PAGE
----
The (Kurrajong) Brachychiton populneus is an under utilised Australian native species that has high drought tolerance coupled with an attractive broad-form that provides good shade coverage. The Kurrajong definitely has a role to play in contemporary urban landscapes.
Victoria, New South Wales, Queensland, Northern Territory
Modest size evergreen, broad domed tree of 12 to 15m in height by 12 to 15 m in crown diameter generally with a stout trunk.
Bark is green and smooth on young trees and smaller branches in upper crown, becoming dark, compacted and coarsely fissures on stout trunk to larger branches of maturing specimens.
Foliage discolourous, glossy green above and paler green below. Mostly entire but sometimes with up to 3 small pointed lobes depending on subspecies. Subspecies populneus has mostly entire leaves reminiscent of Poplar (Populus genus) and subspecies trilobus has 3, sometimes 5, narrow lobes and more northerly and inland distribution.
Flowers, appearing in October to December, are cream to pale green bell shaped flowers with pale pink to purple flecks in the throat of the bell.
Fruit are a leathery boat shaped follicle with hairs on the seeds held within.
Drought tolerant, prefers free draining soils. Low tolerance of waterlogged sites and excessive root disturbance. Can be transplanted successfully as a smaller tree (3-4m) but presence of residual tap root can be problematic.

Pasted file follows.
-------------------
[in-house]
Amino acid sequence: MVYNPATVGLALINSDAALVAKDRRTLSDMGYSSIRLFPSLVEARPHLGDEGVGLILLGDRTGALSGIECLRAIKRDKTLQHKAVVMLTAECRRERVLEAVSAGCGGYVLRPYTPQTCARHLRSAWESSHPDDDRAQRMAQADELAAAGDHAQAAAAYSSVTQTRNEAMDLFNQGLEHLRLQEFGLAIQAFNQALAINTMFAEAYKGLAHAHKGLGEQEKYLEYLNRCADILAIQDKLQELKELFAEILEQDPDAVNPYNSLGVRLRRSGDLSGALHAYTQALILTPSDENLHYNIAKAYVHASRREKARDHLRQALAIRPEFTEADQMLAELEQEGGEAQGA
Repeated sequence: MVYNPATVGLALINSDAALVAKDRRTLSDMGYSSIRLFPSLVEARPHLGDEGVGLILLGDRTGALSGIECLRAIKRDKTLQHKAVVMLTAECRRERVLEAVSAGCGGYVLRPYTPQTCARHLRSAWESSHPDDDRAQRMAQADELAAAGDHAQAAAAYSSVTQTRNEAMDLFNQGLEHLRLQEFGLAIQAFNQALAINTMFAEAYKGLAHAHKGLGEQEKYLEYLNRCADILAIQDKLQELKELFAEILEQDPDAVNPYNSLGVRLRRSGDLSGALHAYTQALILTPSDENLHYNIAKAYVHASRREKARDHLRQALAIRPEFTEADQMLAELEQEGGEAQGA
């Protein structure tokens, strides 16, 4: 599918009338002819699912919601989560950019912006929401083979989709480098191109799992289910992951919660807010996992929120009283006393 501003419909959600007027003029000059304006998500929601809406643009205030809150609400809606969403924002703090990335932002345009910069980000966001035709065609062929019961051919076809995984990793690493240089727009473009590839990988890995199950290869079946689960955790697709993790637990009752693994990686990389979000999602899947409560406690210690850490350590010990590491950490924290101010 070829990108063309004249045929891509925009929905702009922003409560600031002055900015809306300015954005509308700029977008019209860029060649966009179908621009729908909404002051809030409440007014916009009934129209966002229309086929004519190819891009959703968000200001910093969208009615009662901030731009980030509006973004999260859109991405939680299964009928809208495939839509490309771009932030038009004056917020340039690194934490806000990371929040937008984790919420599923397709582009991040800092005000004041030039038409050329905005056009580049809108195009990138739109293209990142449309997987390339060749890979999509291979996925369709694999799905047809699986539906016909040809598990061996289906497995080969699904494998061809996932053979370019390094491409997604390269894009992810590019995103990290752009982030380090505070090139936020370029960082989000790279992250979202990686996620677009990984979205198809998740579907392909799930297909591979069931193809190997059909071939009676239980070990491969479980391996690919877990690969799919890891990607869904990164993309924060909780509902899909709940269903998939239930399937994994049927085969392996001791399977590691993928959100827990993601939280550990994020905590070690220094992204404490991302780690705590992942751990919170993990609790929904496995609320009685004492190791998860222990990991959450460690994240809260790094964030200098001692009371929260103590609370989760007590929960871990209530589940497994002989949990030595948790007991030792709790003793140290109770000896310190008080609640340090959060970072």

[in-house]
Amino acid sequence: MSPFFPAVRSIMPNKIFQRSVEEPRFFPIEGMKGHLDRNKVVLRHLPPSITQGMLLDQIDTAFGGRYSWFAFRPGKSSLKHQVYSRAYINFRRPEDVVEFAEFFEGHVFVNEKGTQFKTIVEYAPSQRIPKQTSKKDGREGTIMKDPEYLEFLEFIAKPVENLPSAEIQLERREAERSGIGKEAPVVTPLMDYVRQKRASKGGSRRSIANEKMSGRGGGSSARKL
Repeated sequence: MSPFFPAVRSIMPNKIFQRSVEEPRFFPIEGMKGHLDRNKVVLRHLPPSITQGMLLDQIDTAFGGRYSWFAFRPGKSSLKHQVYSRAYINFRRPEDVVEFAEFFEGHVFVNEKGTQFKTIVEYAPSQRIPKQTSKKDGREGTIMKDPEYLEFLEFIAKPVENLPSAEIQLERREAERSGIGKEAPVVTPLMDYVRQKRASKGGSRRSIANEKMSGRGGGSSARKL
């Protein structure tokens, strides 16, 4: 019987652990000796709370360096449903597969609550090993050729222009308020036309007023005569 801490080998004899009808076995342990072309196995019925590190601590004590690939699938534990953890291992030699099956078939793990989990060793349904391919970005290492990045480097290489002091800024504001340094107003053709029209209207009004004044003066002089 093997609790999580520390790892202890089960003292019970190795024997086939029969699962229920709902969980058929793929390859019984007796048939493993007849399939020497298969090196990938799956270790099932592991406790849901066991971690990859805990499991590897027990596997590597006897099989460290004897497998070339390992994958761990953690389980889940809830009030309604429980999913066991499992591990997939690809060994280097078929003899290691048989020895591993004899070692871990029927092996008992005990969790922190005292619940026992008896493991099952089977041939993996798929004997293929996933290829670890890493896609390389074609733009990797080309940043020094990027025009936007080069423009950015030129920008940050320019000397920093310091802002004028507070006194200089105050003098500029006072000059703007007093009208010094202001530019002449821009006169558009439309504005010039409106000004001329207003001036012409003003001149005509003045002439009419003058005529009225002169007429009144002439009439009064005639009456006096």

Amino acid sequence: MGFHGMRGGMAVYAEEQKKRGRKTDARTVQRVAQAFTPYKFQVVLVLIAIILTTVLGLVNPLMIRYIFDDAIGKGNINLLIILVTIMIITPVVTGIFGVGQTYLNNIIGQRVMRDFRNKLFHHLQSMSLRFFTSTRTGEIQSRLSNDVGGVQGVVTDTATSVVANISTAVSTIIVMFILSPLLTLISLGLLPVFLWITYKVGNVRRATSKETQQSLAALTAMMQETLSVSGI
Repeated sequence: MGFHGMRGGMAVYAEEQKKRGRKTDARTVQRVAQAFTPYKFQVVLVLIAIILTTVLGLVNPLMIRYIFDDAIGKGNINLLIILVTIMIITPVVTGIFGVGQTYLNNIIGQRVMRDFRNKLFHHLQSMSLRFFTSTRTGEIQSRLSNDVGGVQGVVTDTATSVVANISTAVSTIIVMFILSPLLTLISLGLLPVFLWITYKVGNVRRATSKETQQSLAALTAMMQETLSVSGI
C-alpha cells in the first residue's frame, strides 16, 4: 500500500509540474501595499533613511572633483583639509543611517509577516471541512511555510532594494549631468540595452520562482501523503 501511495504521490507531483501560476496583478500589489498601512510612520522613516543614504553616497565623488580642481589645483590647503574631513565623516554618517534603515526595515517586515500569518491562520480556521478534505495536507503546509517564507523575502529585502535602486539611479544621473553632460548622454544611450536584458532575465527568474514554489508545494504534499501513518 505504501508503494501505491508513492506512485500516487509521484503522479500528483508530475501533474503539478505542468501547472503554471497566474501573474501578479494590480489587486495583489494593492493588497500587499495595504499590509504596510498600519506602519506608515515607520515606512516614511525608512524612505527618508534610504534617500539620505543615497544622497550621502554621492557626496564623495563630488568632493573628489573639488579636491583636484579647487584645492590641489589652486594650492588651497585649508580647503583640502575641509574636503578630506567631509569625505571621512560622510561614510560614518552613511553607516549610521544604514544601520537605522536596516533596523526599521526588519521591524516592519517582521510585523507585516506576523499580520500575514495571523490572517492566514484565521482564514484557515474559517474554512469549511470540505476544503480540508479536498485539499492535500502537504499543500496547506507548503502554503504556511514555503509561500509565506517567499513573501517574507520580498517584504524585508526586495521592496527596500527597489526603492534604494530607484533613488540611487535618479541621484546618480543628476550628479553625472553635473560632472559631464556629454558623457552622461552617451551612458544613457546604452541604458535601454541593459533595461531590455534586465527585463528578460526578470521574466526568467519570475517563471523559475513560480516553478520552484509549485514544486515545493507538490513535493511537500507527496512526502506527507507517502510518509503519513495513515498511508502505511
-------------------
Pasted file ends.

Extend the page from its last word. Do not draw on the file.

Based on a mature size specimen of Kurrajong (12m crown spread) would require approximately 113m2 area or 68m3 root volume (crown projection method).
Readily available and as advanced specimens of 2-4m stock with generally successful establishment in free draining soils and sunny position. Slow to moderate growth rate.
Uses & management
The tree has been observed to be thriving in the recent drought conditions throughout south-eastern Australia even in comparison to other species recognised as drought tolerant such as many eucalypt species and exotic conifers and evergreens.
It is a terrific dense, broad domed tree offering cool shade suitable for use in average to larger gardens. An ideal street tree and suitable for pruning below electrical services.
Wood properties are low density and fibrous and shows a relatively poor ability to compartmentalise decay. Kurrajong has a generally reliable structure so therefore has a low susceptibility to decay unless wounded by external causes. Avoid trees with included bark forks although even these are rarely seen to have failed.
Foliage can be used as a supplementary source of fodder in conjunction with other types.
Has the potential to self-propagate on disturbed and neglected sites but otherwise has a relatively low weed potential.